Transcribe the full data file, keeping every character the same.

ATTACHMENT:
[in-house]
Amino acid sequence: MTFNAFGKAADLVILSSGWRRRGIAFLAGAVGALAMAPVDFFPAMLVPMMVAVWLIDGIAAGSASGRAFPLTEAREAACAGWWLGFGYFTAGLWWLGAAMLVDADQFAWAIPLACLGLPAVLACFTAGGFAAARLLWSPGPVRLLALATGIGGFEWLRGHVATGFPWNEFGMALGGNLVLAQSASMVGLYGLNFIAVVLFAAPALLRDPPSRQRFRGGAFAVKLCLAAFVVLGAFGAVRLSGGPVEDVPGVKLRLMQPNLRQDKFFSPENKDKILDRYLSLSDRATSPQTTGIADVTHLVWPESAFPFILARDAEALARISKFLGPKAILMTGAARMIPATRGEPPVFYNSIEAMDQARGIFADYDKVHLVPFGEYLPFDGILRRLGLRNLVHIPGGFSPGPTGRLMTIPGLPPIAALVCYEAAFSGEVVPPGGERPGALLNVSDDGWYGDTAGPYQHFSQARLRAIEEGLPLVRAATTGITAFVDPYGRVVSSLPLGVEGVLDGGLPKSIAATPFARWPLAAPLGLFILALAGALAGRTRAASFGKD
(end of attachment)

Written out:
[in-house]
Amino acid sequence: MTFNAFGKAADLVILSSGWRRRGIAFLAGAVGALAMAPVDFFPAMLVPMMVAVWLIDGIAAGSASGRAFPLTEAREAACAGWWLGFGYFTAGLWWLGAAMLVDADQFAWAIPLACLGLPAVLACFTAGGFAAARLLWSPGPVRLLALATGIGGFEWLRGHVATGFPWNEFGMALGGNLVLAQSASMVGLYGLNFIAVVLFAAPALLRDPPSRQRFRGGAFAVKLCLAAFVVLGAFGAVRLSGGPVEDVPGVKLRLMQPNLRQDKFFSPENKDKILDRYLSLSDRATSPQTTGIADVTHLVWPESAFPFILARDAEALARISKFLGPKAILMTGAARMIPATRGEPPVFYNSIEAMDQARGIFADYDKVHLVPFGEYLPFDGILRRLGLRNLVHIPGGFSPGPTGRLMTIPGLPPIAALVCYEAAFSGEVVPPGGERPGALLNVSDDGWYGDTAGPYQHFSQARLRAIEEGLPLVRAATTGITAFVDPYGRVVSSLPLGVEGVLDGGLPKSIAATPFARWPLAAPLGLFILALAGALAGRTRAASFGKD